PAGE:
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Sexual violence occurs all over the planet. The World Health Organization (WHO) defines this crime as “any sexual act, attempt to obtain a sexual act, unwanted sexual comments or advances, or acts to traffic, or otherwise directed, against a person’s sexuality using coercion, by any person regardless of their relationship to the victim, in any setting, including but not limited to home and work.” Rape (by intimate partners or by strangers), child sexual abuse, incest, , stalking, sexual harassment, forced prostitution for the purpose of sexual exploitation, and domestic violence are all forms of sexual assault, directed against both males and females.


In some parts of the world, it is estimated that one in four women will experience sexual violence by their partner, and up to 33 percent of adolescent girls will start their sex life with an abuse. In general, sexual violence and abuse has been a neglected area of research – partially caused by incomplete police reports, biased medico-legal accounts, or the low number of victims who seek immediate assistance after being sexually abused. Despite this fact, there is uncontestable evidence of the tremendous physical and psychological impact it has on victims, starting with substance abuse, self-harm, depression, and borderline personality disorder to trauma, body memories, sleep disorders, and suicide.


In the wake of scarred victims, shattered lives, and frightened communities, as well as in response to the ever-growing sexual abuse rate, the U.S. federal law landscape was reshaped over the last two decades. Here are the four federal acts that guided the new approach towards sex offender laws:


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Adam Walsh


On July 27, 1981, 6-year-old Adam Walsh disappeared from a mall in suburban Florida. His severed head was later found floating in a canal 120 miles north of the mall. Police never found his body.


With the boy’s father becoming the host of “America’s Most Wanted”, the case garnered national attention, and in July, 2006, President George W. Bush signed into law the Adam Walsh Child Protection and Safety Act, instructing states to apply the same criteria for “posting sexual offender data on the internet.”


Jacob Wetterling


Coming from the rental video store, Jacob Wetterling and two of his friends were approached by an armed white male about a quarter of a mile away from Jacob’s house. The man ordered the three boys to lay down in the ditch, but only grabbed Jacob and headed for a nearby wooded area shortly after. Neither of them has been seen since the incident, which took place on October 22, 1989.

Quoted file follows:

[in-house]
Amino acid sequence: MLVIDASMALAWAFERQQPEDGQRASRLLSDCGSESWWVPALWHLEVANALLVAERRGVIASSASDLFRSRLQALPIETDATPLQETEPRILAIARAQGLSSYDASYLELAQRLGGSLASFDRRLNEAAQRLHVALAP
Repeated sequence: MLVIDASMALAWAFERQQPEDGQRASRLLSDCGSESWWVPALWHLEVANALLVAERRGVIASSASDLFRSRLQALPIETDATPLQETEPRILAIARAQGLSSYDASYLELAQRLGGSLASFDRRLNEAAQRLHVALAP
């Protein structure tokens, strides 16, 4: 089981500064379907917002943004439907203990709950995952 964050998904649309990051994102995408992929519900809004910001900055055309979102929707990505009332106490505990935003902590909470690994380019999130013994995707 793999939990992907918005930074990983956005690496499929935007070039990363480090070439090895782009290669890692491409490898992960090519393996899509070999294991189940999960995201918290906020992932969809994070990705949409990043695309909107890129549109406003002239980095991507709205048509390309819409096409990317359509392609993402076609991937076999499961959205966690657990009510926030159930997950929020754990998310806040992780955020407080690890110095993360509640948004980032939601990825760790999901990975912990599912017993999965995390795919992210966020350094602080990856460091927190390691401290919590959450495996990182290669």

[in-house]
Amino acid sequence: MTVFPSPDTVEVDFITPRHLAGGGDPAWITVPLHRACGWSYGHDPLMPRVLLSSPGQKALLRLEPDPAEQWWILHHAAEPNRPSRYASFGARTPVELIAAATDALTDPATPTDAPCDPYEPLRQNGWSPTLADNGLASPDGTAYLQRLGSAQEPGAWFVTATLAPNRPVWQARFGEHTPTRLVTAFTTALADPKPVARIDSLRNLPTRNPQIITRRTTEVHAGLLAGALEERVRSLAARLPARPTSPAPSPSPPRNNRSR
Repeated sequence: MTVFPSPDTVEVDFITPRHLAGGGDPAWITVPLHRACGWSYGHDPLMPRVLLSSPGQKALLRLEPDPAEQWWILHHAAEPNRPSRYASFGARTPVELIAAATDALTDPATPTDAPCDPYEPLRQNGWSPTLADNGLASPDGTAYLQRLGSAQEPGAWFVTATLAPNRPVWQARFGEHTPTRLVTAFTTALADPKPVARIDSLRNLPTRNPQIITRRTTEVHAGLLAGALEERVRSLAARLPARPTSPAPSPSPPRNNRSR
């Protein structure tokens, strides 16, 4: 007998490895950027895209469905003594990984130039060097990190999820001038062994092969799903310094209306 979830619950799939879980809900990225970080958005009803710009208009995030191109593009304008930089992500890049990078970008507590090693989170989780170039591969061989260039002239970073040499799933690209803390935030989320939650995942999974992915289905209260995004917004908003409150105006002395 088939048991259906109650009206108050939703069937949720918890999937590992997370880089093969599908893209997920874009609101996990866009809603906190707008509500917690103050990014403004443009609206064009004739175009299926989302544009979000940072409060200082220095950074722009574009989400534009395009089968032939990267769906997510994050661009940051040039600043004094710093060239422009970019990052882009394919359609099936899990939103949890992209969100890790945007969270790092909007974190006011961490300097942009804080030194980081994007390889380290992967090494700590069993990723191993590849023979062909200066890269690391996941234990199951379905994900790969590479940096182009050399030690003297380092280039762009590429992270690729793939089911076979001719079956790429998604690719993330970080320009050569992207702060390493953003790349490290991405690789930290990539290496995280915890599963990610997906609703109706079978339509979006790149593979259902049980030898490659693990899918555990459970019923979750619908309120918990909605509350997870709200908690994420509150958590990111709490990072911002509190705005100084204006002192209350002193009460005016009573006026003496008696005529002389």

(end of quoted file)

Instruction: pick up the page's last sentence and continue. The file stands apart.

The Jacob Wetterling Crimes Against Children and Sexually Violent Offender Registration Act (that was included in the Federal Violent Crime Control and Law Enforcement Act of 1994) requires states to establish lifelong registration as sex offenders of individuals classified as sexual predators.


Pam Lychner


The Pam Lychner Sexual Offender Tracking and Identification Act of 1996 (Lychner Act) requiring the FBI to establish a national database in order to track the whereabouts of certain convicted sexual offenders became effective in October, 1997. The bill was named after Pam Lychner, a former flight attendant who was assaulted by a twice-convicted felon at her house and only managed to escape after her husband interrupted the attack.


Megan Kanka


The murder of Megan Kanka, occurring in July, 1994, in New Jersey (the 7-year-old girl was raped and murdered by neighbor Jesse Timmendequas)led to the passing by Congress of another amendment to the Federal Violent Crime Control and Law Enforcement Act of 1994, commonly referred to as “Megan’s Law”, which required states to implement a sexual offender database that would notify communities of registered sexual offenders moving into a neighborhood.


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In theory, these laws were passed to deter crime and make sure child rapists, repeat offenders, and other criminals belonging to “the worst of the worst” category received punishment proportional to the harm they inflict. In reality, what they managed to do is turn large groups of people into outcasts who will never manage to get their lives back after sex offenses and be reintegrated back into society.


Currently, some states are revisiting their approach towards sex offender laws, looking to make punishments more lenient. Until then, fighting such sex crime charges is going to be incredibly difficult without having the expert legal assistance of a criminal defense lawyerto investigate charges, help reduce bail, and challenge the evidence against the defendant, all essential acts in the quest for rights protection.


About the Author
Andrew M. Weisberg is a criminal defense attorney in Chicago, Illinois. A former prosecutor in Cook County, Mr. Weisberg,is a member of the Capital Litigation Trial Bar, an elite group of criminal attorneys who are certified by the Illinois Supreme Court to try death penalty cases. He is also a member of the Federal Trial Bar. Mr. Weisberg is a sole practitioner at the Law Offices of Andrew M. Weisberg.

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